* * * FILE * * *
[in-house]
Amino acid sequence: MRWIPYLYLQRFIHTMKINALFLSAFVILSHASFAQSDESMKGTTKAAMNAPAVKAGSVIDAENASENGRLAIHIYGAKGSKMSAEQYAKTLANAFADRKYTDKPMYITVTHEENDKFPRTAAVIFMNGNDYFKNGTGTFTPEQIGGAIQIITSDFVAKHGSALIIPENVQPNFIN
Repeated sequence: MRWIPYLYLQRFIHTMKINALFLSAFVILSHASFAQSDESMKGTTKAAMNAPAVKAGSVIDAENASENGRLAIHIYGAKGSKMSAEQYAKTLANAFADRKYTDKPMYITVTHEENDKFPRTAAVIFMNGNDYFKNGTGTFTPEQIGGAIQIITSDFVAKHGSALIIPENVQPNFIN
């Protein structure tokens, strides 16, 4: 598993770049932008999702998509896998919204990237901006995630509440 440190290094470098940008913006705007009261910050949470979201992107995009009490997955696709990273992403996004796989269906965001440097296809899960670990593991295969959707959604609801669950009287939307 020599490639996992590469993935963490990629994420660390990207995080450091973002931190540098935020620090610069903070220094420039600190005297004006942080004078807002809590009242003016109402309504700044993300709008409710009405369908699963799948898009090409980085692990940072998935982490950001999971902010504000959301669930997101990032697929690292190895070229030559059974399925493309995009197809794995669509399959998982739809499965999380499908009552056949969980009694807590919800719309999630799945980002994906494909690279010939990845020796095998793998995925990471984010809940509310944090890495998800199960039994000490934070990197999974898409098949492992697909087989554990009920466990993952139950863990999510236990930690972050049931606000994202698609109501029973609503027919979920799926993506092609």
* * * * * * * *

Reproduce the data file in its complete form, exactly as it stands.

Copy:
[in-house]
Amino acid sequence: MRWIPYLYLQRFIHTMKINALFLSAFVILSHASFAQSDESMKGTTKAAMNAPAVKAGSVIDAENASENGRLAIHIYGAKGSKMSAEQYAKTLANAFADRKYTDKPMYITVTHEENDKFPRTAAVIFMNGNDYFKNGTGTFTPEQIGGAIQIITSDFVAKHGSALIIPENVQPNFIN
Repeated sequence: MRWIPYLYLQRFIHTMKINALFLSAFVILSHASFAQSDESMKGTTKAAMNAPAVKAGSVIDAENASENGRLAIHIYGAKGSKMSAEQYAKTLANAFADRKYTDKPMYITVTHEENDKFPRTAAVIFMNGNDYFKNGTGTFTPEQIGGAIQIITSDFVAKHGSALIIPENVQPNFIN
């Protein structure tokens, strides 16, 4: 598993770049932008999702998509896998919204990237901006995630509440 440190290094470098940008913006705007009261910050949470979201992107995009009490997955696709990273992403996004796989269906965001440097296809899960670990593991295969959707959604609801669950009287939307 020599490639996992590469993935963490990629994420660390990207995080450091973002931190540098935020620090610069903070220094420039600190005297004006942080004078807002809590009242003016109402309504700044993300709008409710009405369908699963799948898009090409980085692990940072998935982490950001999971902010504000959301669930997101990032697929690292190895070229030559059974399925493309995009197809794995669509399959998982739809499965999380499908009552056949969980009694807590919800719309999630799945980002994906494909690279010939990845020796095998793998995925990471984010809940509310944090890495998800199960039994000490934070990197999974898409098949492992697909087989554990009920466990993952139950863990999510236990930690972050049931606000994202698609109501029973609503027919979920799926993506092609």